Ronald Merritt turned his life around from drugs and gangs in the streets of Jamaica, Queens, and now has his sights set on becoming a film director. The 23-year-old has been a member of the anti-violence organization LIFE (Love Ignites Freedom through Education) Camp Inc. for five years and wants to change the world.

Born and raised in South Jamaica, Queens, Merritt said life in his neighborhood in the projects was a far cry from the life he leads today. Like most boys during his childhood, a life of money and drugs was a primary goal.

“It was hard growing up,” he said. “I grew up when the drug game was at it’s best, but it was dying down. The way to get money was by selling drugs and that’s all I saw.”

Merritt’s father was in an out of jail because of his own battles with drugs. But Merritt said it was his harsh lifestyle that made him the person he is today.

At the age of 13, he moved to Honolulu, Hawaii, to stay with family members to detour him from doing down the wrong path. He spent two years in the place he refers to as “paradise.”

While in the Aloha State, Merritt went to a local community center where he was mentored by a man he would play pool with. Soon, Merritt began counseling other youngsters, giving them advice, and also picked up DJing.

“It opened my eyes to something different. When I was in the projects, I knew nothing about this,” he said.

When he was 15, Merritt moved back to New York. To his dismay, Merritt came back to an environment that had little change. The only difference was the people he grew up with had become the drug dealers they had hoped to be.

With all of the negative aspects around him, Merritt said that he was forced to make a choice.

“It was like there were three bricks and I was in the middle,” he said. “I didn’t know whether to get on the good brick or the bad brick.”

Merritt decided at the time to go back to the bad way. Money and selling drugs became a top priority again. He also began participating in neighborhood fights with gangs along with his peers.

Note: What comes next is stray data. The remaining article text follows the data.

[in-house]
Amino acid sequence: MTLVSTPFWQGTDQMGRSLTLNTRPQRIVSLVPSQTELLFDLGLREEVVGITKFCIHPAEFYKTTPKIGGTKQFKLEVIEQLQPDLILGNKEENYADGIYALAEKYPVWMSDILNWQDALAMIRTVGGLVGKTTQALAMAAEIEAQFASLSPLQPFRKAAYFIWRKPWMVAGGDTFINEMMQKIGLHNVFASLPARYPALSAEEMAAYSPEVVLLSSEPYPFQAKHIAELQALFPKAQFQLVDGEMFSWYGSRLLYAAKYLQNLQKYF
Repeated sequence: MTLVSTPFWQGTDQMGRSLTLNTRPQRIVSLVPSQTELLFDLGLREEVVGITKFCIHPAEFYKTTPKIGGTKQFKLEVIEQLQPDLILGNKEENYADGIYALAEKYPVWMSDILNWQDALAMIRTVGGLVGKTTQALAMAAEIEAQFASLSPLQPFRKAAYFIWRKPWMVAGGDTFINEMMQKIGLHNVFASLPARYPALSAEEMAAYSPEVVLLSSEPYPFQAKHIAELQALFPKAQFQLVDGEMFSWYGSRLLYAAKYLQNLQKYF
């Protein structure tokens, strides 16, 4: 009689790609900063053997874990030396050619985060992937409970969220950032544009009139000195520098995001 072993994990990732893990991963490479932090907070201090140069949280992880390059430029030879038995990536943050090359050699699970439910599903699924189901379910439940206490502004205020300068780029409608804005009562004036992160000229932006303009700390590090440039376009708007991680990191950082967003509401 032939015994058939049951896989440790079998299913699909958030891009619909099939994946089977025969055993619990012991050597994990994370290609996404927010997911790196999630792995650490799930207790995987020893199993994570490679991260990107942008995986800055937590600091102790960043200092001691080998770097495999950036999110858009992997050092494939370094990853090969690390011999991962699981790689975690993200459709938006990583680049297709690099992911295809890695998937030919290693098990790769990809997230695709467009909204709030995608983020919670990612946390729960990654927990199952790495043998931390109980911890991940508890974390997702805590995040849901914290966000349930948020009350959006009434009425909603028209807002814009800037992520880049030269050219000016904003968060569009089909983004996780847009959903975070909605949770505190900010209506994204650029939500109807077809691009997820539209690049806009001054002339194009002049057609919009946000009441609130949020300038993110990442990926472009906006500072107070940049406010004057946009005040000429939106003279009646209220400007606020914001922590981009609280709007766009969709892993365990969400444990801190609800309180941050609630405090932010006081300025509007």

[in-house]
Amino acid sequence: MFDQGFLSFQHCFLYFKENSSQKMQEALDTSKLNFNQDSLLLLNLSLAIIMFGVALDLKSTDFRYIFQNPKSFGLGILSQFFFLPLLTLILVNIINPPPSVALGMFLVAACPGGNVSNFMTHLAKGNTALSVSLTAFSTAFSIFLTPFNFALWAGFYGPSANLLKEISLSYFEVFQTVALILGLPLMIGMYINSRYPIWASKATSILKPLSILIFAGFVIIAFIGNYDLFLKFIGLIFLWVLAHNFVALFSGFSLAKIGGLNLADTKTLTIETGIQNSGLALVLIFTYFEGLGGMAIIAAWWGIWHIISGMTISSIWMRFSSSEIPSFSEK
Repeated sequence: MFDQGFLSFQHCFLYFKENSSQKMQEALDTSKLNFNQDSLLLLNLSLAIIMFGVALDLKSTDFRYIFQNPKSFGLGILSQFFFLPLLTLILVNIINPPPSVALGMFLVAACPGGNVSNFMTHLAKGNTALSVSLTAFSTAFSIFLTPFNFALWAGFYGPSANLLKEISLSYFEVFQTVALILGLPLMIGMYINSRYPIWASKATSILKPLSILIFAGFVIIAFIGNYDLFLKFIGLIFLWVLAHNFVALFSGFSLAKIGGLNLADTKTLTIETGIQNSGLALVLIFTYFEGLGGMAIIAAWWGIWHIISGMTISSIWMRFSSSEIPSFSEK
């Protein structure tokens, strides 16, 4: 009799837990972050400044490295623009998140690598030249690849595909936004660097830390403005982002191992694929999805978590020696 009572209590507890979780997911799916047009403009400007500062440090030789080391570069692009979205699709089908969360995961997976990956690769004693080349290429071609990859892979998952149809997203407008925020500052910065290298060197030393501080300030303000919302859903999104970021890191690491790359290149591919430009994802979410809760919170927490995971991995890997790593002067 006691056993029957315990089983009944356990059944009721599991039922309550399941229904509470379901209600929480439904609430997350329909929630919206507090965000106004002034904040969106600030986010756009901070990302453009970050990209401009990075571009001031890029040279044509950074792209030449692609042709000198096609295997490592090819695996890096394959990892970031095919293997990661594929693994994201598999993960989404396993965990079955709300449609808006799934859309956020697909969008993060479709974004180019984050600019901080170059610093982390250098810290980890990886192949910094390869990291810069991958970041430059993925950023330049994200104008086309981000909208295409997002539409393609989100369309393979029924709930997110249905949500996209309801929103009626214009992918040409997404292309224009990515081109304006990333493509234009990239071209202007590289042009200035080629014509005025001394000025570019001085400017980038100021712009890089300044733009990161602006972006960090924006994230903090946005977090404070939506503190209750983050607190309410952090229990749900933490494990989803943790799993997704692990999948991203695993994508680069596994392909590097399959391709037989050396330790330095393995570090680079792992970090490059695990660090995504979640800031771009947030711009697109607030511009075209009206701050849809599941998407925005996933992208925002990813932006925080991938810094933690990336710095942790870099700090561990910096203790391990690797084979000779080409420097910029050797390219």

But things caught up with him in 2003 when, during a big fight on Jamaica Avenue, his best friend was stabbed to death.

“I first couldn’t get it out but I saw everyone’s emotions,” he said. “That was the first person close to me to die. It hurt me like I lost something in my body.”

Days before laying his friend to rest, he met Erica Ford, founder of LIFE Camp Inc. Speaking at his friend’s funeral, Merritt said Ford’s speech had an impact on him. She discussed how there were few male role models in the neighborhood to teach youth how to do the right thing.

He said, “I remember the last thing she said was ‘if you’re tired of living this life, then come talk to me. I’m always going to be here.’ That’s what I needed. Someone I could talk to.”

Soon Merritt began going to Ford’s meetings for LIFE Camp at York College. He admits he was hesitant about joining at first because of what his friends would think but said deep down inside he wanted to change.

Ford met with Merritt one-on-one and he soon appeared on flyers for parties that LIFE Camp threw. Seeing himself on the ad and as a face for the organization urged him to join LIFE Camp and leave behind his dangerous lifestyle.

While in LIFE Camp, he discovered a new talent of for filmmaking by documenting the organization’s critical moments. He’s branched out to shooting music videos for local artists and working with Ja Rule, Lil Wayne, David Banner and Russell Simmons.

In LIFE Camp, he also speaks to kids in schools about the dangers of being involved in drugs and gangs.

“I feel like I was put on this earth to do something big,” he said. “I found my calling through filming and counseling.”

Merritt’s work can be found on LIFE Camp’s website at www.lifecampinc.org under the LIFE.TV link.